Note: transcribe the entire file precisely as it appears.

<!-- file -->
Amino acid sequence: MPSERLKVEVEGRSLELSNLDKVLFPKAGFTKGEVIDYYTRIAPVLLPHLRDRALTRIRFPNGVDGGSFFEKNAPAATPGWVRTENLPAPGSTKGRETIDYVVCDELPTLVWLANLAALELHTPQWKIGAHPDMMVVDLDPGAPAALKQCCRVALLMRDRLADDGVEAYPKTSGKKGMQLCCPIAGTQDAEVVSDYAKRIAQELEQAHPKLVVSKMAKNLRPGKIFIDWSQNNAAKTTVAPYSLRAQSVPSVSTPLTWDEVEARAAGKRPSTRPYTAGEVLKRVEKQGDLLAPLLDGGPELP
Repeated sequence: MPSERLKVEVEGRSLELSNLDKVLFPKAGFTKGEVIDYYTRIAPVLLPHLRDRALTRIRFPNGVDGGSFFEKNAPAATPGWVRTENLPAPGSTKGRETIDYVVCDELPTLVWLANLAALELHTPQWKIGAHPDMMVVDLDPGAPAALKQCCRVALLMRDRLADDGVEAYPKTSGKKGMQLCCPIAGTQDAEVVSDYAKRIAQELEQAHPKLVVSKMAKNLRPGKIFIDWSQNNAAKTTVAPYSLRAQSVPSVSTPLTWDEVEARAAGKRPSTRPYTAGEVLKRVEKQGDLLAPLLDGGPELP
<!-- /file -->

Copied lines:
Amino acid sequence: MPSERLKVEVEGRSLELSNLDKVLFPKAGFTKGEVIDYYTRIAPVLLPHLRDRALTRIRFPNGVDGGSFFEKNAPAATPGWVRTENLPAPGSTKGRETIDYVVCDELPTLVWLANLAALELHTPQWKIGAHPDMMVVDLDPGAPAALKQCCRVALLMRDRLADDGVEAYPKTSGKKGMQLCCPIAGTQDAEVVSDYAKRIAQELEQAHPKLVVSKMAKNLRPGKIFIDWSQNNAAKTTVAPYSLRAQSVPSVSTPLTWDEVEARAAGKRPSTRPYTAGEVLKRVEKQGDLLAPLLDGGPELP
Repeated sequence: MPSERLKVEVEGRSLELSNLDKVLFPKAGFTKGEVIDYYTRIAPVLLPHLRDRALTRIRFPNGVDGGSFFEKNAPAATPGWVRTENLPAPGSTKGRETIDYVVCDELPTLVWLANLAALELHTPQWKIGAHPDMMVVDLDPGAPAALKQCCRVALLMRDRLADDGVEAYPKTSGKKGMQLCCPIAGTQDAEVVSDYAKRIAQELEQAHPKLVVSKMAKNLRPGKIFIDWSQNNAAKTTVAPYSLRAQSVPSVSTPLTWDEVEARAAGKRPSTRPYTAGEVLKRVEKQGDLLAPLLDGGPELP